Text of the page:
All in the Extended Family: Grandparents, Aunts, and Uncles and Educational Attainment
AbstractPrevious work on social interactions has analyzed the effects of nuclear family, peer, school, and neighborhood characteristics. This paper complements this research by first showing that individuals from similar nuclear families often differ in extended family member characteristics. It then demonstrates that older extended family members - aunts, uncles, and grandparents – independently affect college attendance probabilities and test score results of their younger relatives. In some cases, the sizes of the estimated effects are large enough to substantially narrow the achievement gap between disadvantaged and other youth.
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Bibliographic InfoPaper provided by Department of Economics, Tufts University in its series Discussion Papers Series, Department of Economics, Tufts University with number 0618.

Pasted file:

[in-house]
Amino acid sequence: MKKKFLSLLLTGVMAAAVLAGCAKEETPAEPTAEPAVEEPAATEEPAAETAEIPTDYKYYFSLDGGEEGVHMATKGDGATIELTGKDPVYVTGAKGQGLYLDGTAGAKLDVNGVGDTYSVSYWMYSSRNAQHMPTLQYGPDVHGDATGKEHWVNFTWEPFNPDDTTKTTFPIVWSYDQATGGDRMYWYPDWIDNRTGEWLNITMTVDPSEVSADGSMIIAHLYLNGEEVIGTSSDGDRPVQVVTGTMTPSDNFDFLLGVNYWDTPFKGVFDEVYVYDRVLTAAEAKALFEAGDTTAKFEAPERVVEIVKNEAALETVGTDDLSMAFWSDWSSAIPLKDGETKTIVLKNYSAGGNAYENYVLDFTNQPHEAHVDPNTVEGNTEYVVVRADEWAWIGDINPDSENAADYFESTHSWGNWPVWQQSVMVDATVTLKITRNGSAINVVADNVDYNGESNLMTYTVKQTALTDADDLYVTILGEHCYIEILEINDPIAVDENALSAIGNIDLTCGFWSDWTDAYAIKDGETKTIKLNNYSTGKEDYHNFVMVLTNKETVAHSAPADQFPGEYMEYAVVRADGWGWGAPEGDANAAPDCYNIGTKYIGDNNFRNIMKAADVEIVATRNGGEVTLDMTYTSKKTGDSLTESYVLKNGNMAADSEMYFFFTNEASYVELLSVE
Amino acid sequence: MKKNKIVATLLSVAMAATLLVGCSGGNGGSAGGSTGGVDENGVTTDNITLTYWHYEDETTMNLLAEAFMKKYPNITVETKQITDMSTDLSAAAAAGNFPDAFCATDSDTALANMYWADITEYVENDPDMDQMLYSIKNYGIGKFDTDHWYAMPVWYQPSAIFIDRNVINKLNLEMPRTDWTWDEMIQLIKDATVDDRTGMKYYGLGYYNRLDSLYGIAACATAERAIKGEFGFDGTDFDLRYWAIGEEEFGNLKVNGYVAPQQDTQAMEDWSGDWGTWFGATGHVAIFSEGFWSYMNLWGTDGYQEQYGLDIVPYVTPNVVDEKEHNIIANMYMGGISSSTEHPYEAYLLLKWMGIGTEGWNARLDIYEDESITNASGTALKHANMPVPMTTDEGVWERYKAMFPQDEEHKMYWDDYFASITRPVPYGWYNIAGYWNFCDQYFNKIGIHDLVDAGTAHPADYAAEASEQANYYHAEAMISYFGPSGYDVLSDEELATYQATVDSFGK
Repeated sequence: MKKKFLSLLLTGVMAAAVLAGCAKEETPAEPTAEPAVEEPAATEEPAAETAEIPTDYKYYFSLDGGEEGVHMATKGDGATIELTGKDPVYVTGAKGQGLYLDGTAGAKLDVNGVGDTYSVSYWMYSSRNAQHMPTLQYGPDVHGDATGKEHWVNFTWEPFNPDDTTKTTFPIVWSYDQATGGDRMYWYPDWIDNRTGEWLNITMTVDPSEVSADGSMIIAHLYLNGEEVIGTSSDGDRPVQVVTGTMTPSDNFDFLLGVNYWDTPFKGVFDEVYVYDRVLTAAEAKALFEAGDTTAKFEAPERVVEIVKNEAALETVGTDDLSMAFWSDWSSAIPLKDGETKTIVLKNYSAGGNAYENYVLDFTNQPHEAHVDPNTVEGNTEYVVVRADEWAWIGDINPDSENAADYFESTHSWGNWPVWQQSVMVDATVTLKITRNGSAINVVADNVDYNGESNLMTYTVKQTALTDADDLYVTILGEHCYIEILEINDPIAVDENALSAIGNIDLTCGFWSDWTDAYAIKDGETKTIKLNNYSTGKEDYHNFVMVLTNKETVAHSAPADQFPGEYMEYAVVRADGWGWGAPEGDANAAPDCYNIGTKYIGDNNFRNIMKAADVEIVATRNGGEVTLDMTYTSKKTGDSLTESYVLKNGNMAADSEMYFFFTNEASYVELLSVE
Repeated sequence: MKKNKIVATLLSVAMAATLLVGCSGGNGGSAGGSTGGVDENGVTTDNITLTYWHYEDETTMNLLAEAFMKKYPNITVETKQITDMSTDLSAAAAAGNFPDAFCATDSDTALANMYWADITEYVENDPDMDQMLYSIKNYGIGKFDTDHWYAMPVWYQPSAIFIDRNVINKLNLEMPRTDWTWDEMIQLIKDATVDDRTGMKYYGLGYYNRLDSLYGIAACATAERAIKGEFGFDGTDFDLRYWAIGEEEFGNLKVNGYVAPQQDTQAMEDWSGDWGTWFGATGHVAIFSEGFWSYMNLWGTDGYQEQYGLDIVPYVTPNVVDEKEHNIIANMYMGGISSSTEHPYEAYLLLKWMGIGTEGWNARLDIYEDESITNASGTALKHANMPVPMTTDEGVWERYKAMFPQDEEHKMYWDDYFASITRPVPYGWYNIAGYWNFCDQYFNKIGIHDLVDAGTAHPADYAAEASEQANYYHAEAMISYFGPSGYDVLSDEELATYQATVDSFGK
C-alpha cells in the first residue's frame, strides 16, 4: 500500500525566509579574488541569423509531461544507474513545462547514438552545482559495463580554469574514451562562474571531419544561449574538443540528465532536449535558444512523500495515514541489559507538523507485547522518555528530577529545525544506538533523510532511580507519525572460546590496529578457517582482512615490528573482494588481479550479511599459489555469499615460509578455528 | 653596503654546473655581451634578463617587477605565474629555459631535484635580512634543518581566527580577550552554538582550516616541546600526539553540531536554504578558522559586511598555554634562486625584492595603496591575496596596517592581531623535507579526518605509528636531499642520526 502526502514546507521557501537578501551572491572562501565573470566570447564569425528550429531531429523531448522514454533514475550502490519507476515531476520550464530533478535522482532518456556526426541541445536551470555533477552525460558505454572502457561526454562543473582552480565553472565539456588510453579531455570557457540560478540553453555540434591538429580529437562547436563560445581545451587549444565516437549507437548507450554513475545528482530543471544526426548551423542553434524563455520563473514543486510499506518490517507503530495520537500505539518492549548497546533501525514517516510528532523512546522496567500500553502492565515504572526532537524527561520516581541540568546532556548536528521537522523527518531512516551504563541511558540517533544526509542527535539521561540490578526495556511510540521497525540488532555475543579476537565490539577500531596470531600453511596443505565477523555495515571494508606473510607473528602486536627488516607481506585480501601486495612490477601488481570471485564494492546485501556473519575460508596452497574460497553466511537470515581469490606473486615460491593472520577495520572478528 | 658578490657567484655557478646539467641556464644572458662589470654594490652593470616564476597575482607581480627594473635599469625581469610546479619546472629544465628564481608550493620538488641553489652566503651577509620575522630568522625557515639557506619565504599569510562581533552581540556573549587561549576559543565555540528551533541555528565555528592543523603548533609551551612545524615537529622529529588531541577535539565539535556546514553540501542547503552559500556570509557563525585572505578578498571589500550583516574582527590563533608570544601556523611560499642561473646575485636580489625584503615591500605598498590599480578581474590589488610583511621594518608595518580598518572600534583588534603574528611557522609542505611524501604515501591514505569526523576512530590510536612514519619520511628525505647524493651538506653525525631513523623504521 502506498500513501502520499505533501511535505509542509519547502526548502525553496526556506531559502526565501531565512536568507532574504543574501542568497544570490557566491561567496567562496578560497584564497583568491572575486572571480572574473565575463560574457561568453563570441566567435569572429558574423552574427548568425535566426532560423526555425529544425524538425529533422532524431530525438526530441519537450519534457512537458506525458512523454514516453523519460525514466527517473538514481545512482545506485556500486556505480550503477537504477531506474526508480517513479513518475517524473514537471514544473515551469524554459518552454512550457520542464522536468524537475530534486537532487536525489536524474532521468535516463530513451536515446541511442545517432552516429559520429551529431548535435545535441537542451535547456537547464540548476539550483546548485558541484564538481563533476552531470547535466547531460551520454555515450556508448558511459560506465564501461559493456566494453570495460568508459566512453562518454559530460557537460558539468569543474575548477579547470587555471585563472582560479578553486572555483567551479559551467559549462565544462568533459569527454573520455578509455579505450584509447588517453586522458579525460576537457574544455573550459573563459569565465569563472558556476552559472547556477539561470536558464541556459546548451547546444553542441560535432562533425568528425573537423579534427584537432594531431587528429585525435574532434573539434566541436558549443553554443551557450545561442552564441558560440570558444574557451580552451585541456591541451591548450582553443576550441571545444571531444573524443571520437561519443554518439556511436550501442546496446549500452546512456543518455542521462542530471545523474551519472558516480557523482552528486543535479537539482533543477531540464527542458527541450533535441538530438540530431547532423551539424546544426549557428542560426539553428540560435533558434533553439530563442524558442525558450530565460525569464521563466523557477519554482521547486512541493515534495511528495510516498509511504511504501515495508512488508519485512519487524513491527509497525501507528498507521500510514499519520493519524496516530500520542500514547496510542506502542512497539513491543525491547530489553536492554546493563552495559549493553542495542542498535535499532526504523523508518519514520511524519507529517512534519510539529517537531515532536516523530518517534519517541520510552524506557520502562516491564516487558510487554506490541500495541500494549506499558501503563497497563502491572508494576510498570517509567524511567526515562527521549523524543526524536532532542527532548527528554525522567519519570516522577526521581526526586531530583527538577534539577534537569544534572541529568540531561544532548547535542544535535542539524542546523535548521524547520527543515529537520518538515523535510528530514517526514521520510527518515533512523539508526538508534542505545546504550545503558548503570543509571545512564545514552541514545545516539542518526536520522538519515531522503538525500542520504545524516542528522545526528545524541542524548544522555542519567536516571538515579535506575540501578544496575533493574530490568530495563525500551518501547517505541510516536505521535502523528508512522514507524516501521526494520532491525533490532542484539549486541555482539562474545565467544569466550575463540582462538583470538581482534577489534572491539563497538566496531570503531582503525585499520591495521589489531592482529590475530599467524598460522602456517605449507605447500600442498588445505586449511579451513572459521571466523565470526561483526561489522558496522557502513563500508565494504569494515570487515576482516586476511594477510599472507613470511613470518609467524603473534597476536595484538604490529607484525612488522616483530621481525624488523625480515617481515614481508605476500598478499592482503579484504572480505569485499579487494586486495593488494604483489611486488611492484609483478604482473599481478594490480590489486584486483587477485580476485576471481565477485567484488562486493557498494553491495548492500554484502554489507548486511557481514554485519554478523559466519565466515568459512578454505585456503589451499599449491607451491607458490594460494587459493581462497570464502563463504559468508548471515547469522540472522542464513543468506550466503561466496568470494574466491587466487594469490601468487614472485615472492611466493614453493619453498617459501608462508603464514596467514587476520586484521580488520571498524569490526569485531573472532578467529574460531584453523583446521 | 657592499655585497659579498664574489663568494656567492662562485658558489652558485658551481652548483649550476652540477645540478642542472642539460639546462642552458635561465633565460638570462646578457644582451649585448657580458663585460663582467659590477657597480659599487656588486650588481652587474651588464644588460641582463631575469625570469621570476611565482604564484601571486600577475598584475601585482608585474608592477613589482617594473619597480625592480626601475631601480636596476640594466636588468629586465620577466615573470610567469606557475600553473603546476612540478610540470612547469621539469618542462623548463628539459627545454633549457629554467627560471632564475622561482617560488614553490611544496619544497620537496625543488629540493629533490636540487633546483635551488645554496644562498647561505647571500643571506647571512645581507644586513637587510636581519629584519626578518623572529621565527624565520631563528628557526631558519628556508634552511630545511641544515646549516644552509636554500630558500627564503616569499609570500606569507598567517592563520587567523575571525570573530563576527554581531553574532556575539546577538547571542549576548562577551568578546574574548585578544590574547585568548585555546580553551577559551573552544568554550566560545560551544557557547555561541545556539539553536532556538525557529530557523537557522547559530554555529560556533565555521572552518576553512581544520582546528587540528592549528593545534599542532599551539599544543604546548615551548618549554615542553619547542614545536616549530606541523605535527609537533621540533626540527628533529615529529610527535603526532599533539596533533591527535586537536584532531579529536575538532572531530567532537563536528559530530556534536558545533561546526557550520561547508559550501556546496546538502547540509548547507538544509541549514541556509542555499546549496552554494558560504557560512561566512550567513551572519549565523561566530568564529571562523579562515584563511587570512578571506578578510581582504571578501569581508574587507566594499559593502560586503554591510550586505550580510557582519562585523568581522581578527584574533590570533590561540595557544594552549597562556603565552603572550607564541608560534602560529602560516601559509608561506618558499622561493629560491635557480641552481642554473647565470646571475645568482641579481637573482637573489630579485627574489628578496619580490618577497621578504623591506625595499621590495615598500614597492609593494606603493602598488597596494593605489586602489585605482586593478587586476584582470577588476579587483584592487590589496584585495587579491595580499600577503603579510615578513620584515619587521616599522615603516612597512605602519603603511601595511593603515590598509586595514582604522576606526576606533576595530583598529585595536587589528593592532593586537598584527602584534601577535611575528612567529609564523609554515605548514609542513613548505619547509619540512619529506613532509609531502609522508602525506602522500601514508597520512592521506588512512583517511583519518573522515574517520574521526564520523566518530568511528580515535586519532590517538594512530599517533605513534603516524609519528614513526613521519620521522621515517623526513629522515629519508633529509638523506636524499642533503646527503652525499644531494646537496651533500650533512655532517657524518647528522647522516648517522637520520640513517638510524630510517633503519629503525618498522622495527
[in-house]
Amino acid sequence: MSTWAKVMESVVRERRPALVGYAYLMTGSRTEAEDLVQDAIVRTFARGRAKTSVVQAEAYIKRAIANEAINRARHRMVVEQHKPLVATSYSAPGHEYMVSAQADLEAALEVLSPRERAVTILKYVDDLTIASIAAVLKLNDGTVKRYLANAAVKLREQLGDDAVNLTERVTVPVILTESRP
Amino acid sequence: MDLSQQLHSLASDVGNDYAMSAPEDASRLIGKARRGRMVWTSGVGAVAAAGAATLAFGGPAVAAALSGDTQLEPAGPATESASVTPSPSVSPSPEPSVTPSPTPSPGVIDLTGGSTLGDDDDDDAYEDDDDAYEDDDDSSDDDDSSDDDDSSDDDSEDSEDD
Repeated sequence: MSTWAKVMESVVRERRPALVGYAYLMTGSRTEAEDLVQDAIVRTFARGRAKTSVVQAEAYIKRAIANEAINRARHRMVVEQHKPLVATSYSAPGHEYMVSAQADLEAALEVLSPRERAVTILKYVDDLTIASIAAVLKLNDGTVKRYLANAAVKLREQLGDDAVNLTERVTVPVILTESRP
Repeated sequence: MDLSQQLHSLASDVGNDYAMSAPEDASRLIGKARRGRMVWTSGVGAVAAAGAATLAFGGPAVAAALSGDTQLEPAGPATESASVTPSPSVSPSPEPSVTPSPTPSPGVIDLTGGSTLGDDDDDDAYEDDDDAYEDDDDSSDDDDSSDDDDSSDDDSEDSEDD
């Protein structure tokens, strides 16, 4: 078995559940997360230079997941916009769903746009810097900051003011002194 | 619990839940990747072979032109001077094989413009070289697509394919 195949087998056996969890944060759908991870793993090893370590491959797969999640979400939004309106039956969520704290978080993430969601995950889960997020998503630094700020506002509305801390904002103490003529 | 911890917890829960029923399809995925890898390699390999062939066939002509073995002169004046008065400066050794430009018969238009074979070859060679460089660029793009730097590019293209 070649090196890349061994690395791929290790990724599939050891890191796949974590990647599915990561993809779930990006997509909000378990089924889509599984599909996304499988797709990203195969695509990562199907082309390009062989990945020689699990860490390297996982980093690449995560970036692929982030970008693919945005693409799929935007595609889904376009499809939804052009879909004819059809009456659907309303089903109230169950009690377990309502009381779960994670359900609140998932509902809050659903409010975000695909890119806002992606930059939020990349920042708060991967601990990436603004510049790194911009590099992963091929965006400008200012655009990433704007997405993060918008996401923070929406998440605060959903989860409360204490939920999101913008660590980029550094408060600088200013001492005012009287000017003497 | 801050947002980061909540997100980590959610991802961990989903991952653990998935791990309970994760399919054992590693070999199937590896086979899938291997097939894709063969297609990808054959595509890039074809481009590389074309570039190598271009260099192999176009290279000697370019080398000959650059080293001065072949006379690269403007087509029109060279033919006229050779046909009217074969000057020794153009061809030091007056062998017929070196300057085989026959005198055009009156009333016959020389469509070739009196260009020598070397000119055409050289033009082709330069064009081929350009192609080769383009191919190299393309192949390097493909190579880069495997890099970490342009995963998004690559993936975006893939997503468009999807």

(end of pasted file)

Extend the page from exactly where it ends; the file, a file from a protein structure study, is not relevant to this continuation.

Date of creation: 2006
Date of revision:
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Postal: Medford, MA 02155, USA
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This paper has been announced in the following NEP Reports:
- NEP-ALL-2006-11-18 (All new papers)
- NEP-EDU-2006-11-18 (Education)
- NEP-LAB-2006-11-18 (Labour Economics)
- NEP-SOC-2006-11-18 (Social Norms & Social Capital)
- NEP-URE-2006-11-18 (Urban & Real Estate Economics)
Please report citation or reference errors to , or , if you are the registered author of the cited work, log in to your RePEc Author Service profile, click on "citations" and make appropriate adjustments.:
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